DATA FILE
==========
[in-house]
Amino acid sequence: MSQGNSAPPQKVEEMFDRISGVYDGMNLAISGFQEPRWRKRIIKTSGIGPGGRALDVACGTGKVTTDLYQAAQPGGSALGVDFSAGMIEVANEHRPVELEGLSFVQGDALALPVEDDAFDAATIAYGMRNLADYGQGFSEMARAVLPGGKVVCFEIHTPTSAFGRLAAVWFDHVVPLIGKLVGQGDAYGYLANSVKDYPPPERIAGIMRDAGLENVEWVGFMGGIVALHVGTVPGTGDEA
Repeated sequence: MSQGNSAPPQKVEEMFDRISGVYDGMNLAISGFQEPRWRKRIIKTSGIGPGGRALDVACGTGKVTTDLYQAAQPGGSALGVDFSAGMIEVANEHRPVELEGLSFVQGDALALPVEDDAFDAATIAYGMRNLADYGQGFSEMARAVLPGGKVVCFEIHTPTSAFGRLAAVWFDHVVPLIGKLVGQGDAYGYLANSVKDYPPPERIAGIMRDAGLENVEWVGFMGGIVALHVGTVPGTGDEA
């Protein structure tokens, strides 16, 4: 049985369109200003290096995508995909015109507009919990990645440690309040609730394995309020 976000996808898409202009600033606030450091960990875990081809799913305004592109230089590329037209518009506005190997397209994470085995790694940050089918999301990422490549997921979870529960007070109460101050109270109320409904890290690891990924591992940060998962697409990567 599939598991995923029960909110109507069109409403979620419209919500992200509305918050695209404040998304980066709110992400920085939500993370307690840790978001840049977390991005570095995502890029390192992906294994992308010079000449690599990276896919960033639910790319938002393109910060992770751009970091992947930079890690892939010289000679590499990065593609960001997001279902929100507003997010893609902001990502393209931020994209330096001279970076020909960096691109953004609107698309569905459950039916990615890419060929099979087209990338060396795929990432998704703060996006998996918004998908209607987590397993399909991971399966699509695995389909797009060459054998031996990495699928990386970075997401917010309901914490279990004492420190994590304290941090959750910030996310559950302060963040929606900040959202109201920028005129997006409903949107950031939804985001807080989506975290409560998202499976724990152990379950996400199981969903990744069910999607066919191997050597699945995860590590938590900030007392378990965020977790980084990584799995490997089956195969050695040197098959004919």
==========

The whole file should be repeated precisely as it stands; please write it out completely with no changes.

[in-house]
Amino acid sequence: MSQGNSAPPQKVEEMFDRISGVYDGMNLAISGFQEPRWRKRIIKTSGIGPGGRALDVACGTGKVTTDLYQAAQPGGSALGVDFSAGMIEVANEHRPVELEGLSFVQGDALALPVEDDAFDAATIAYGMRNLADYGQGFSEMARAVLPGGKVVCFEIHTPTSAFGRLAAVWFDHVVPLIGKLVGQGDAYGYLANSVKDYPPPERIAGIMRDAGLENVEWVGFMGGIVALHVGTVPGTGDEA
Repeated sequence: MSQGNSAPPQKVEEMFDRISGVYDGMNLAISGFQEPRWRKRIIKTSGIGPGGRALDVACGTGKVTTDLYQAAQPGGSALGVDFSAGMIEVANEHRPVELEGLSFVQGDALALPVEDDAFDAATIAYGMRNLADYGQGFSEMARAVLPGGKVVCFEIHTPTSAFGRLAAVWFDHVVPLIGKLVGQGDAYGYLANSVKDYPPPERIAGIMRDAGLENVEWVGFMGGIVALHVGTVPGTGDEA
């Protein structure tokens, strides 16, 4: 049985369109200003290096995508995909015109507009919990990645440690309040609730394995309020 976000996808898409202009600033606030450091960990875990081809799913305004592109230089590329037209518009506005190997397209994470085995790694940050089918999301990422490549997921979870529960007070109460101050109270109320409904890290690891990924591992940060998962697409990567 599939598991995923029960909110109507069109409403979620419209919500992200509305918050695209404040998304980066709110992400920085939500993370307690840790978001840049977390991005570095995502890029390192992906294994992308010079000449690599990276896919960033639910790319938002393109910060992770751009970091992947930079890690892939010289000679590499990065593609960001997001279902929100507003997010893609902001990502393209931020994209330096001279970076020909960096691109953004609107698309569905459950039916990615890419060929099979087209990338060396795929990432998704703060996006998996918004998908209607987590397993399909991971399966699509695995389909797009060459054998031996990495699928990386970075997401917010309901914490279990004492420190994590304290941090959750910030996310559950302060963040929606900040959202109201920028005129997006409903949107950031939804985001807080989506975290409560998202499976724990152990379950996400199981969903990744069910999607066919191997050597699945995860590590938590900030007392378990965020977790980084990584799995490997089956195969050695040197098959004919």